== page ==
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32 replies to this topic

#25 FacetiousTurtle33

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Posted 05 October 2014 - 06:48 PM

How to enable the hidden administrator account: http://www.howtogeek...-windows-vista/

 

I didn't have it enabled but I do now. What is your suggestion?

Are you connected via Ethernet cable or wifi? If wifi, is it your wifi? (you may already have disclosed this, if so my apologies)

Well, it's a wireless internet, but I have it hooked up to Ethernet. And by my wifi, it is my families. We all use it. 



#26 dargueta

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Posted 05 October 2014 - 07:23 PM

Try installing it while logged into the hidden administrator account. And definitely change the hidden administrator account's password to something difficult. If someone gets in they can do literally anything they want.


Edited by dargueta, 05 October 2014 - 07:23 PM.

sudo rm -rf / && echo $'Sanitize your inputs!'


#27 lespauled

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Posted 06 October 2014 - 07:47 AM

When a system gets "hosed" to a point where nothing seems to work right, the best solution is to do a clean install.  It takes a couple of hours and all of your problems will probably go away (as long as it is your machine).


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#28 dargueta

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Posted 06 October 2014 - 08:16 AM

When a system gets "hosed" to a point where nothing seems to work right, the best solution is to do a clean install.

 

Dude, I think that's overkill for something like this. Restoring the system to how it used to be - settings and programs, etc. -  would be an incredible hassle.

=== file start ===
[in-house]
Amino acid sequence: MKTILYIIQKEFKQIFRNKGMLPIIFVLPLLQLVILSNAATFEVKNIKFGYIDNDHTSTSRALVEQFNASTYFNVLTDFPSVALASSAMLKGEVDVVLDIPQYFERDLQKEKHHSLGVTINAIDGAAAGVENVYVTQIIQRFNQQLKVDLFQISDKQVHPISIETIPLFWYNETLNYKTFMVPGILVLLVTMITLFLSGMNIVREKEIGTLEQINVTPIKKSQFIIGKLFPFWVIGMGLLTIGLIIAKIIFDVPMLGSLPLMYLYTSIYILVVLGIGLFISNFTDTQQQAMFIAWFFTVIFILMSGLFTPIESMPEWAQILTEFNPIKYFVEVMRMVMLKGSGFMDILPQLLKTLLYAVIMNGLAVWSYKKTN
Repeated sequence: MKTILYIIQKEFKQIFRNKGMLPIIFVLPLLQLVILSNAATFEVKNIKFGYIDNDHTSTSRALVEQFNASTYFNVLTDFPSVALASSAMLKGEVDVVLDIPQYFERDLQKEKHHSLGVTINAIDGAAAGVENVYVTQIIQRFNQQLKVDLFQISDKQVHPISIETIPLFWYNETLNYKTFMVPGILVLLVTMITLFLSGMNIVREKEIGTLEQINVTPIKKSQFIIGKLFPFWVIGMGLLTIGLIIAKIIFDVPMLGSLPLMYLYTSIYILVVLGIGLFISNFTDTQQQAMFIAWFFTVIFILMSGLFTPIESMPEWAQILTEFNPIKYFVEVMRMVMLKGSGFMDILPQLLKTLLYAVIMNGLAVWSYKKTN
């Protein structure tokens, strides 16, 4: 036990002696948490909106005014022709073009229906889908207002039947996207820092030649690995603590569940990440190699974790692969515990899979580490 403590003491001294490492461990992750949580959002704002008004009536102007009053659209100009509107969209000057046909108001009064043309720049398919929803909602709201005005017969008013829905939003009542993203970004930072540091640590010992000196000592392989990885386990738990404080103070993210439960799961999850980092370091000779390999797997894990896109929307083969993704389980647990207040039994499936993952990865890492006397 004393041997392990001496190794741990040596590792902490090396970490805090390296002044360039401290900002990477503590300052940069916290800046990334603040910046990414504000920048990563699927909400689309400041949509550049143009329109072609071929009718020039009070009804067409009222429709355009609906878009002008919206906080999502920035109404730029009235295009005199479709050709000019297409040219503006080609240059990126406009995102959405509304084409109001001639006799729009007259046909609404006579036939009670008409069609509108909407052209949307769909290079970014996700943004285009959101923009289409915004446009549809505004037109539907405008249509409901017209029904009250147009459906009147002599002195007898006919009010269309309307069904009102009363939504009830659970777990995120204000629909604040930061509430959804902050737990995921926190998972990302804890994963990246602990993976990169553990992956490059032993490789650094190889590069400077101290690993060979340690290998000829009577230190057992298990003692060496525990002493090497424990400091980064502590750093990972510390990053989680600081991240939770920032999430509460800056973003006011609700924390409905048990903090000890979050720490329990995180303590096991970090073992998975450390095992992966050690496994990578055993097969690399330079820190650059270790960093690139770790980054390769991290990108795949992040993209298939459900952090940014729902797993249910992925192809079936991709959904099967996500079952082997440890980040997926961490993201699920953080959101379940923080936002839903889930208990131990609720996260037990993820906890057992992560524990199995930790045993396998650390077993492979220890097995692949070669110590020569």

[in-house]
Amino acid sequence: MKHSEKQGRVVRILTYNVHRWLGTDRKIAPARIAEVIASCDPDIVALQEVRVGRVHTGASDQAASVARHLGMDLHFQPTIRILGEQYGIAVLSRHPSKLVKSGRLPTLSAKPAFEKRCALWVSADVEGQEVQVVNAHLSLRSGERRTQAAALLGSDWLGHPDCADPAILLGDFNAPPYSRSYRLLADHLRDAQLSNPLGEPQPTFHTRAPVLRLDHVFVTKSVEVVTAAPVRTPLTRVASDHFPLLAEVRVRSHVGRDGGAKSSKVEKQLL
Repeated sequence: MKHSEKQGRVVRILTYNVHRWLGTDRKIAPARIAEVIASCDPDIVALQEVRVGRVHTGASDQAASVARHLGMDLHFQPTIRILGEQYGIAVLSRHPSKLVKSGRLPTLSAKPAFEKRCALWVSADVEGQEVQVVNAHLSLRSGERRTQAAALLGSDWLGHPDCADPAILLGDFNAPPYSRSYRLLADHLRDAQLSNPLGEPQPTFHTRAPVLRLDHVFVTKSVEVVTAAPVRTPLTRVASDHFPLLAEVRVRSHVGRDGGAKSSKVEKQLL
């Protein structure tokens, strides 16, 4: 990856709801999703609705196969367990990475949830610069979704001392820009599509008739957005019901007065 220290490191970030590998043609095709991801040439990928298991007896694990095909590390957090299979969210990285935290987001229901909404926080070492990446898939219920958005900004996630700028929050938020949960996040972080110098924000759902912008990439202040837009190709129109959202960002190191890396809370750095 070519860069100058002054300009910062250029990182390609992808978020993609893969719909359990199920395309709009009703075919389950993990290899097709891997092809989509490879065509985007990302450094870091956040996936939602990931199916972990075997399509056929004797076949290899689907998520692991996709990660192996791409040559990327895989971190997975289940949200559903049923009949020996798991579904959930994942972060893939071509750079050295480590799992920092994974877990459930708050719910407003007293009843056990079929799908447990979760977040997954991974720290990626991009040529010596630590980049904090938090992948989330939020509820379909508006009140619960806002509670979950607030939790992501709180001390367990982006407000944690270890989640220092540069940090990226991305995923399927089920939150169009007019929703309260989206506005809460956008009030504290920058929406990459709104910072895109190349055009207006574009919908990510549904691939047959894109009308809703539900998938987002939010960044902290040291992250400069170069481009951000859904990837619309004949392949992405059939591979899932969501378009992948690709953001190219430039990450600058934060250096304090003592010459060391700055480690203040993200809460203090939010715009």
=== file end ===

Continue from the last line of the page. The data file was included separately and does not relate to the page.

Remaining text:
sudo rm -rf / && echo $'Sanitize your inputs!'


#29 lespauled

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Posted 06 October 2014 - 09:00 AM

If you are spending a lot of time trying to fix an issue, there may be underlying issues that you haven't seen yet.   This happens when people use registry cleaners, etc., and they remove certain (necessary) settings.  The whole re-install will take a couple of hours, and you will not only fix your problem, but you will eliminate a bunch of junk around your system.  You will feel like you have a new machine.  You will have a noticeable speed increase.

 

The biggest amount of time will be Windows Update, but that could be done overnight, while you're asleep.  Back up your data (My documents, downloads, etc.) to another hard drive (usb or internal) and you're good to go.

 

The choice is to definitely fix the problem in less than a day, or continue to live with this headache until someone figures it out for you.  You may find that this topic could go on for weeks as people throw random fixes at the target, hoping to fix the issue.

 

If he's already an admin, the odds are something is hosed.  One way to find out is to create another admin account.  If that one works as it should, use that one.  If not, zap the machine and do a clean install.


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#30 dargueta